More people are showing signs of struggling with catalogue debts than they are with payday loans, mortgages or rents, a charity has warned.
The Money Advice Trust's National Debtline received more than 25,000 calls from people with debts to catalogue companies last year, the biggest number and proportion of calls on the issue in the Debtline's 25-year history and almost double the number it handled in 2007.
The debt advice charity has already taken 7,000 calls on catalogue debts in the first three months of 2012 and said the problem is one of the most common that it deals with, putting it ahead of rent and mortgage arrears and payday loans.
In 2007, around 8% of calls the Debtline received were about catalogue debts, but by this spring that share had grown to 14%.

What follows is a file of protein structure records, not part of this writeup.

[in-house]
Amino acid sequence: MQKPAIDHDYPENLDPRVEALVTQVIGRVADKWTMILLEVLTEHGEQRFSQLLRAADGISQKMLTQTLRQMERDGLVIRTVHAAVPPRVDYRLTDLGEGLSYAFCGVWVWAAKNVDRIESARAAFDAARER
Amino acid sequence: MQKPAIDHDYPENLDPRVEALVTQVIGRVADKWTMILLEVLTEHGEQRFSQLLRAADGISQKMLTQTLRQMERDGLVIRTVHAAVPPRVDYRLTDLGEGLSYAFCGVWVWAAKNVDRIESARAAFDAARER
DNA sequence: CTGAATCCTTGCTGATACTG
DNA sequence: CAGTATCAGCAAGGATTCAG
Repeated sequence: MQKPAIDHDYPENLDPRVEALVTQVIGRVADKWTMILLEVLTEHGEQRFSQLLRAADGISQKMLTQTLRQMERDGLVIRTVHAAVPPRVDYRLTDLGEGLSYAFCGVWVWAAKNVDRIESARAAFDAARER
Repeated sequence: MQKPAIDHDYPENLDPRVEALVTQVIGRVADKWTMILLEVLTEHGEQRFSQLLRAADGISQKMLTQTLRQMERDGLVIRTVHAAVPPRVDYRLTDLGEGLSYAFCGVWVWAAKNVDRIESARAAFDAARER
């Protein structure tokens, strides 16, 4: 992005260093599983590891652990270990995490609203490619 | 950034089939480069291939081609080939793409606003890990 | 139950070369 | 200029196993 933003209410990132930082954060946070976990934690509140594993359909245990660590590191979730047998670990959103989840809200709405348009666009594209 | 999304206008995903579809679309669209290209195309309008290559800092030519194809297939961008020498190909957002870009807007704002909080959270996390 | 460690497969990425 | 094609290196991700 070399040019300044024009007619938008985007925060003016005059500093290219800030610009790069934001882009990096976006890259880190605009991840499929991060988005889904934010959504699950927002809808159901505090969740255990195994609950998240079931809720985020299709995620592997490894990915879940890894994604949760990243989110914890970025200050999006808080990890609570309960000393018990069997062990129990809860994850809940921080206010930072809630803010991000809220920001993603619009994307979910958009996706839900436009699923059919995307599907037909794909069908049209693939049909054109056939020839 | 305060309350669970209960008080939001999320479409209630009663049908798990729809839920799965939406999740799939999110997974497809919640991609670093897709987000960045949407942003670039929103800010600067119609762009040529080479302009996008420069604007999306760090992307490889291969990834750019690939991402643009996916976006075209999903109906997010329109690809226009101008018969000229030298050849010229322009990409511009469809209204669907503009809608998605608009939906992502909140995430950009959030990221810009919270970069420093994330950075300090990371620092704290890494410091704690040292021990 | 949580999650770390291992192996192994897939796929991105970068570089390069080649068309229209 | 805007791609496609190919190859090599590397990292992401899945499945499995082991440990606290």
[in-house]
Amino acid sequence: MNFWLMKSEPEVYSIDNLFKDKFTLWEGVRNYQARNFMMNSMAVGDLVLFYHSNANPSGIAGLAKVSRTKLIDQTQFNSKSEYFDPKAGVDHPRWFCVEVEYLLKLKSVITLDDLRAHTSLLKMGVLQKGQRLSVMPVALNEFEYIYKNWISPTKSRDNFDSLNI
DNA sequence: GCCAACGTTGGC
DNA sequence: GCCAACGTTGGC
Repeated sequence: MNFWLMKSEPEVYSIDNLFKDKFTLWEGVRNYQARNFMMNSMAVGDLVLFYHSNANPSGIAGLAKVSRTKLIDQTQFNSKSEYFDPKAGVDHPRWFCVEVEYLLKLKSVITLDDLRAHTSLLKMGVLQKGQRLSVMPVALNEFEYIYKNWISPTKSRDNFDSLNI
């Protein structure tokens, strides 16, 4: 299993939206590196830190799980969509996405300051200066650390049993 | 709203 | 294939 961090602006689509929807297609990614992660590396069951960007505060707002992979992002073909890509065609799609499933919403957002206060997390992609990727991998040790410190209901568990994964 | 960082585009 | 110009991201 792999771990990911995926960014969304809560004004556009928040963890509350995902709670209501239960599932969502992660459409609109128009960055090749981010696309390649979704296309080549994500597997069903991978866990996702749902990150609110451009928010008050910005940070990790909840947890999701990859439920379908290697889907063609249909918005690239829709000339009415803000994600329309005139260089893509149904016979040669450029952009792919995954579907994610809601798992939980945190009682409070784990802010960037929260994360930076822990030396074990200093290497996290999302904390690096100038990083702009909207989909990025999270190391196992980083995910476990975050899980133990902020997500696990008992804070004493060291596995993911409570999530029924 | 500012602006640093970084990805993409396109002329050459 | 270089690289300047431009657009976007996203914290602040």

Joanna Elson, chief executive of the Money Advice Trust, said: "Catalogue debts go largely unmentioned in public these days, but advisers at National Debtline hear from nearly 100 people every day struggling to repay such debts.
"Many people might be surprised to hear we get more calls on catalogue debts than on things like mortgages, rent and payday loans."
The charity warned that many people do not realise that when they make a purchase from a catalogue they are signing a consumer credit agreement, which means the debt is enforceable in the courts.
Squeezed families on restricted budgets could be attracted by "buy now, pay later" deals offered by mail order companies which allow them to stagger payments interest-free.
But Ms Elson cautioned: "Many many people don't realise that missing a payment on a catalogue debt will usually invalidate any special low or 0% interest deal."
Catalogue debt is the fifth biggest issue the charity deals with, behind bank loans and overdrafts, credit or store cards, council tax arrears and energy debts.